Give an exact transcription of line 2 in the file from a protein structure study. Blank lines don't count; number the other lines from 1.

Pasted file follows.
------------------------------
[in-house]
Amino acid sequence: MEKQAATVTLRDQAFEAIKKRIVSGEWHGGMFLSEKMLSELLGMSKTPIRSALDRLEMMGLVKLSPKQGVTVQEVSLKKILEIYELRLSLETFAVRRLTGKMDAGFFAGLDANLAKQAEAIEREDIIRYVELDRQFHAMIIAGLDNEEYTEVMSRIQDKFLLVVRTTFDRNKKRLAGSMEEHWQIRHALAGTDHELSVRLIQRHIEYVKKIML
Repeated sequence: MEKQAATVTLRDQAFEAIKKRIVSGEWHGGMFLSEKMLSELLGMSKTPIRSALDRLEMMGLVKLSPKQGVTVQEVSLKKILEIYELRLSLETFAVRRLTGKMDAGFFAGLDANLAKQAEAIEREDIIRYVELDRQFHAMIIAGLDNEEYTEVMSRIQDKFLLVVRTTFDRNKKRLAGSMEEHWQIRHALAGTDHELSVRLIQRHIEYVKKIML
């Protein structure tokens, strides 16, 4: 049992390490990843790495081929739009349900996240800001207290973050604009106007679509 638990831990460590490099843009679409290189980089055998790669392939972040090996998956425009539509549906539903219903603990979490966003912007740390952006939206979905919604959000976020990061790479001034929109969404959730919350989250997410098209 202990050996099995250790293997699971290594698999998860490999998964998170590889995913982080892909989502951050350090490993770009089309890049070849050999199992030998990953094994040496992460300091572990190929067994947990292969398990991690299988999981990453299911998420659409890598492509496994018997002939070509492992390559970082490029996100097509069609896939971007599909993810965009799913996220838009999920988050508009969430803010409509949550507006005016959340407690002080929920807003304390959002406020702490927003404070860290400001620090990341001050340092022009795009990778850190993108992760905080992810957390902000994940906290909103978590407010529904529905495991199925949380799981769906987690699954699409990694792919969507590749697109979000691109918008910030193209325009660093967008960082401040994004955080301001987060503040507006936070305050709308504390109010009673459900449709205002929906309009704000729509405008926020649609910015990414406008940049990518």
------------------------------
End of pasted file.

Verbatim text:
Amino acid sequence: MEKQAATVTLRDQAFEAIKKRIVSGEWHGGMFLSEKMLSELLGMSKTPIRSALDRLEMMGLVKLSPKQGVTVQEVSLKKILEIYELRLSLETFAVRRLTGKMDAGFFAGLDANLAKQAEAIEREDIIRYVELDRQFHAMIIAGLDNEEYTEVMSRIQDKFLLVVRTTFDRNKKRLAGSMEEHWQIRHALAGTDHELSVRLIQRHIEYVKKIML